On July 14, 2011, the U.S. Food and Drug Administration (FDA) issued a new draft guidance to facilitate the development and review of companion diagnostics— tests designed to be used by healthcare professionals to select the appropriate patient for a particular therapy or to optimize a dosing regimen.1 Given that the diagnostic device is “essential” to the safe and effective use of a particular therapeutic product, and that the device will be included in the therapeutic product’s labeling, the FDA does not expect, as a general rule, to approve such therapeutic product applications unless the device is also approved.

These in vitro companion diagnostic devices (IVD companion diagnostic devices) are increasingly attractive to drug developers because of the emergence of new technologies that make it possible to personalize medical therapies for individual patients. Indeed, when an appropriate scientific rationale supports such an approach, the FDA encourages development of therapeutic products that depend on the use of approved or cleared IVD companion diagnostic devices.2

The draft guidance recommends early engagement between the FDA and developers. It explains that sponsors developing either the therapeutic product or the IVD companion diagnostic device should consult with both relevant device and therapeutic review divisions within the FDA to ensure the product development plans will produce sufficient data to meet safety and efficacy approval requirements for the product pair. Meeting this approval standard is critical because inadequate performance of an IVD companion diagnostic device can produce results that would lead to withholding appropriate therapy or to administering inappropriate therapy.

The draft guidance provides that when the use of an IVD companion diagnostic device is essential for the safe and effective use of a novel therapeutic product, the IVD companion diagnostic device and therapeutic product should be approved or cleared contemporaneously by the FDA. However, the proposed guidance also identifies instances where the FDA may approve a targeted medicine in the absence of a cleared or approved companion diagnostic. For example, where the therapeutic product is intended to treat a serious or life-threatening disease or condition for which there is no available or satisfactory treatment and when the potential benefits outweigh the risks of not having a cleared or approved companion diagnostic, the therapy could be approved even though the IVD companion diagnostic device is still awaiting approval or clearance. In those circumstances, when the IVD companion diagnostic device is subsequently approved, the therapeutic product label will be revised to include the IVD companion diagnostic device.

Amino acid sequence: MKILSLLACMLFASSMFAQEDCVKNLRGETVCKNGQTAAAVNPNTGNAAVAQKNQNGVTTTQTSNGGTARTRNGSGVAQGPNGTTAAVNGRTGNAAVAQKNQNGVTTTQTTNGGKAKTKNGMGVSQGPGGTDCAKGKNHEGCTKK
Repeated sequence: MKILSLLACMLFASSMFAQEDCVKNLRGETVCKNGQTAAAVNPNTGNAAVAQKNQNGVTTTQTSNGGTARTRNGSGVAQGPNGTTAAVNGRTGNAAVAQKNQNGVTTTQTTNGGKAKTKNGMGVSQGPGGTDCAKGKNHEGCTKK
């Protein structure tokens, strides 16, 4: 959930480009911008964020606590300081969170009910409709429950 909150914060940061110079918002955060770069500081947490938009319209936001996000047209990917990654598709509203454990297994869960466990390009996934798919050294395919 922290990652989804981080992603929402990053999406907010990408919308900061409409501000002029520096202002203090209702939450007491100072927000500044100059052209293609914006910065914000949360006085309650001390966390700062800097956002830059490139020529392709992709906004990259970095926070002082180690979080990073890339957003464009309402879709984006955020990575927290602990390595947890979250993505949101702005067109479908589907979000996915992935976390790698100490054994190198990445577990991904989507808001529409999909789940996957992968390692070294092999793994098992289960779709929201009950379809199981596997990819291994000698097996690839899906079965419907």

The draft guidance also:

  1. Clarifies the FDA’s definition of an IVD companion diagnostic device.
  2. Declares that the FDA will generally not approve a supplement to stipulate the use of an IVD companion diagnostic device for an approved therapeutic product until the IVD companion diagnostic device has been approved or cleared.
  3. Notes that the FDA will expect a therapeutic product sponsor to address the need for an approved or cleared IVD companion diagnostic device in its therapeutic product development plan. The sponsor can either develop its own diagnostic device or partner with a diagnostic device sponsor. Alternatively, the sponsor can explore modification of an existing IVD companion diagnostic device, either its own or another sponsor’s, to accommodate the appropriate intended use.
  4. Explains that the FDA will apply a risk-based approach to determine the regulatory pathway for IVD companion devices, as it does with all medical devices.
  5. Confirms that the labeling for an IVD companion diagnostic device must specify the therapeutic product(s) or class of therapeutic product for which it has been approved or cleared.
  6. Addresses labeling for therapeutic products and IVD companion diagnostic devices.
  7. Specifies that diagnostic devices and therapeutic products which are to be studied together to support their respective approvals can be evaluated in the same investigational study.  

The FDA is seeking public comment on the draft guidance for 60 days. Comments should be submitted to the FDA online or in writing by September 12, 2011.